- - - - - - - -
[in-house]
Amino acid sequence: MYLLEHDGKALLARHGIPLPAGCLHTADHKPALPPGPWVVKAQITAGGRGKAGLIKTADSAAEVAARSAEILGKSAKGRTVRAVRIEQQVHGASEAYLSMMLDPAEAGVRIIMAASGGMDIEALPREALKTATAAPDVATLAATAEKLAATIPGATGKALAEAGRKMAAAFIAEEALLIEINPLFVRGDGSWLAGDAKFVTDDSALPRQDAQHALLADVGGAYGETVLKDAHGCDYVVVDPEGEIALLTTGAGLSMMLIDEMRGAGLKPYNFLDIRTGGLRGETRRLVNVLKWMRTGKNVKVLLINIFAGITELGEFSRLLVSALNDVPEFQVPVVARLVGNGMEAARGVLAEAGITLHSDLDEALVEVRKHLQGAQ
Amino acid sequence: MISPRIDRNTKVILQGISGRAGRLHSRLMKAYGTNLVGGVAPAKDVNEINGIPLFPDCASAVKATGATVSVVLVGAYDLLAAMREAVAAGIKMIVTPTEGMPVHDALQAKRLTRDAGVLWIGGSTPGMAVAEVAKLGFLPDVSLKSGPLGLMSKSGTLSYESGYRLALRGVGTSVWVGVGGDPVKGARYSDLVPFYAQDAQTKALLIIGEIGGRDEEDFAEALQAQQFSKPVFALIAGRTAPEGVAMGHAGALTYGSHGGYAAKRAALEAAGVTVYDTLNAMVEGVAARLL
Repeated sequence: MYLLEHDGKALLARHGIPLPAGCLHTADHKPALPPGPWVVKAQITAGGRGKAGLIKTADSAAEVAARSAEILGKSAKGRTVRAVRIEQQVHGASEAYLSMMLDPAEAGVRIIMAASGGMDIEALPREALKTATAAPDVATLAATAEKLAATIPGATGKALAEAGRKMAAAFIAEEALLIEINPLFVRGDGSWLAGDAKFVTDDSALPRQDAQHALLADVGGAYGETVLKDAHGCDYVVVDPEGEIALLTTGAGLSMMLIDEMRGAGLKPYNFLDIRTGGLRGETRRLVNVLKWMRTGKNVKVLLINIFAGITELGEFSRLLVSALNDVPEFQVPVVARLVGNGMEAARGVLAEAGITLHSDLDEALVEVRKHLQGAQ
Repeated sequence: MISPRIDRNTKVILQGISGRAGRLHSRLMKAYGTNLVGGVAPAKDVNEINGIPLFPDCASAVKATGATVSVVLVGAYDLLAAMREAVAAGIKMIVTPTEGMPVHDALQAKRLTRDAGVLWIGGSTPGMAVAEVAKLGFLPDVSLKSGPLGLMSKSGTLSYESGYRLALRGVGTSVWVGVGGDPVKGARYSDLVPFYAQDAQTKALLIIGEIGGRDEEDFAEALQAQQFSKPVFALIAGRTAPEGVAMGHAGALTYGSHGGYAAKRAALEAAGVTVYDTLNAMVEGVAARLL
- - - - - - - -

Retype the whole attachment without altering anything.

[in-house]
Amino acid sequence: MYLLEHDGKALLARHGIPLPAGCLHTADHKPALPPGPWVVKAQITAGGRGKAGLIKTADSAAEVAARSAEILGKSAKGRTVRAVRIEQQVHGASEAYLSMMLDPAEAGVRIIMAASGGMDIEALPREALKTATAAPDVATLAATAEKLAATIPGATGKALAEAGRKMAAAFIAEEALLIEINPLFVRGDGSWLAGDAKFVTDDSALPRQDAQHALLADVGGAYGETVLKDAHGCDYVVVDPEGEIALLTTGAGLSMMLIDEMRGAGLKPYNFLDIRTGGLRGETRRLVNVLKWMRTGKNVKVLLINIFAGITELGEFSRLLVSALNDVPEFQVPVVARLVGNGMEAARGVLAEAGITLHSDLDEALVEVRKHLQGAQ
Amino acid sequence: MISPRIDRNTKVILQGISGRAGRLHSRLMKAYGTNLVGGVAPAKDVNEINGIPLFPDCASAVKATGATVSVVLVGAYDLLAAMREAVAAGIKMIVTPTEGMPVHDALQAKRLTRDAGVLWIGGSTPGMAVAEVAKLGFLPDVSLKSGPLGLMSKSGTLSYESGYRLALRGVGTSVWVGVGGDPVKGARYSDLVPFYAQDAQTKALLIIGEIGGRDEEDFAEALQAQQFSKPVFALIAGRTAPEGVAMGHAGALTYGSHGGYAAKRAALEAAGVTVYDTLNAMVEGVAARLL
Repeated sequence: MYLLEHDGKALLARHGIPLPAGCLHTADHKPALPPGPWVVKAQITAGGRGKAGLIKTADSAAEVAARSAEILGKSAKGRTVRAVRIEQQVHGASEAYLSMMLDPAEAGVRIIMAASGGMDIEALPREALKTATAAPDVATLAATAEKLAATIPGATGKALAEAGRKMAAAFIAEEALLIEINPLFVRGDGSWLAGDAKFVTDDSALPRQDAQHALLADVGGAYGETVLKDAHGCDYVVVDPEGEIALLTTGAGLSMMLIDEMRGAGLKPYNFLDIRTGGLRGETRRLVNVLKWMRTGKNVKVLLINIFAGITELGEFSRLLVSALNDVPEFQVPVVARLVGNGMEAARGVLAEAGITLHSDLDEALVEVRKHLQGAQ
Repeated sequence: MISPRIDRNTKVILQGISGRAGRLHSRLMKAYGTNLVGGVAPAKDVNEINGIPLFPDCASAVKATGATVSVVLVGAYDLLAAMREAVAAGIKMIVTPTEGMPVHDALQAKRLTRDAGVLWIGGSTPGMAVAEVAKLGFLPDVSLKSGPLGLMSKSGTLSYESGYRLALRGVGTSVWVGVGGDPVKGARYSDLVPFYAQDAQTKALLIIGEIGGRDEEDFAEALQAQQFSKPVFALIAGRTAPEGVAMGHAGALTYGSHGGYAAKRAALEAAGVTVYDTLNAMVEGVAARLL